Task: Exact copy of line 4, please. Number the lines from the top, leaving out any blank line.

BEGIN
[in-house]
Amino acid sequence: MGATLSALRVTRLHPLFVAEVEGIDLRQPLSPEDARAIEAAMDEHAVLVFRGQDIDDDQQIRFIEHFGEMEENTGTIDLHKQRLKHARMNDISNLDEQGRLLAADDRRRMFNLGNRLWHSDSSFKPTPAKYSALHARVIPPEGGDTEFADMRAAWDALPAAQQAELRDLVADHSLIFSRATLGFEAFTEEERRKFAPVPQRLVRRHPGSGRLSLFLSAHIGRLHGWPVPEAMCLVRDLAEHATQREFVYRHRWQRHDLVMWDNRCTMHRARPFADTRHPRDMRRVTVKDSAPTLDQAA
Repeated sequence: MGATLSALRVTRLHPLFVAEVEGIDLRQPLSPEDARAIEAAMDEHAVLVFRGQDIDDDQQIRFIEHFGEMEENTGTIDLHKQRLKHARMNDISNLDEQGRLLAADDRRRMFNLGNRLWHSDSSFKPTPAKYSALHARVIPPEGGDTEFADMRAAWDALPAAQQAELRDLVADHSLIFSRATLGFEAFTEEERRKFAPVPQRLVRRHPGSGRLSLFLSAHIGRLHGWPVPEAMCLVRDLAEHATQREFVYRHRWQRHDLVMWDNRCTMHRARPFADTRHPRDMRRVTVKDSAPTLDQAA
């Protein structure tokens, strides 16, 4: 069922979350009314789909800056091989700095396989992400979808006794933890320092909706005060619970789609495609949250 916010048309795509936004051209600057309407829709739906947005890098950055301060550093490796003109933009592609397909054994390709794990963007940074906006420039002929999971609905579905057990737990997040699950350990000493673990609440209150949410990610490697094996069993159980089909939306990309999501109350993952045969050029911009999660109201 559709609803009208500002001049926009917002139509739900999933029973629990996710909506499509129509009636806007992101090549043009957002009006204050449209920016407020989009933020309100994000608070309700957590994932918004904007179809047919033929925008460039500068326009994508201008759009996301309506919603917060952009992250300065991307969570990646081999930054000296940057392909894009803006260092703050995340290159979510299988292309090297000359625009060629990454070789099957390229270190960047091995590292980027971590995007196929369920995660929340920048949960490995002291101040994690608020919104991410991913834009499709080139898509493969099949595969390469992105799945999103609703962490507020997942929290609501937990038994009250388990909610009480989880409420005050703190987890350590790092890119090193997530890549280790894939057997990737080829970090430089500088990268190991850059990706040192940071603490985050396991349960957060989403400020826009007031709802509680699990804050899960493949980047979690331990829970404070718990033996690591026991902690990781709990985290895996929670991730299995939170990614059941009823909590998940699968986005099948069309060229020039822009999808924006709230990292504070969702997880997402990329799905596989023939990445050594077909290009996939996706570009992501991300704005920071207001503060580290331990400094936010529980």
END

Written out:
């Protein structure tokens, strides 16, 4: 069922979350009314789909800056091989700095396989992400979808006794933890320092909706005060619970789609495609949250 916010048309795509936004051209600057309407829709739906947005890098950055301060550093490796003109933009592609397909054994390709794990963007940074906006420039002929999971609905579905057990737990997040699950350990000493673990609440209150949410990610490697094996069993159980089909939306990309999501109350993952045969050029911009999660109201 559709609803009208500002001049926009917002139509739900999933029973629990996710909506499509129509009636806007992101090549043009957002009006204050449209920016407020989009933020309100994000608070309700957590994932918004904007179809047919033929925008460039500068326009994508201008759009996301309506919603917060952009992250300065991307969570990646081999930054000296940057392909894009803006260092703050995340290159979510299988292309090297000359625009060629990454070789099957390229270190960047091995590292980027971590995007196929369920995660929340920048949960490995002291101040994690608020919104991410991913834009499709080139898509493969099949595969390469992105799945999103609703962490507020997942929290609501937990038994009250388990909610009480989880409420005050703190987890350590790092890119090193997530890549280790894939057997990737080829970090430089500088990268190991850059990706040192940071603490985050396991349960957060989403400020826009007031709802509680699990804050899960493949980047979690331990829970404070718990033996690591026991902690990781709990985290895996929670991730299995939170990614059941009823909590998940699968986005099948069309060229020039822009999808924006709230990292504070969702997880997402990329799905596989023939990445050594077909290009996939996706570009992501991300704005920071207001503060580290331990400094936010529980």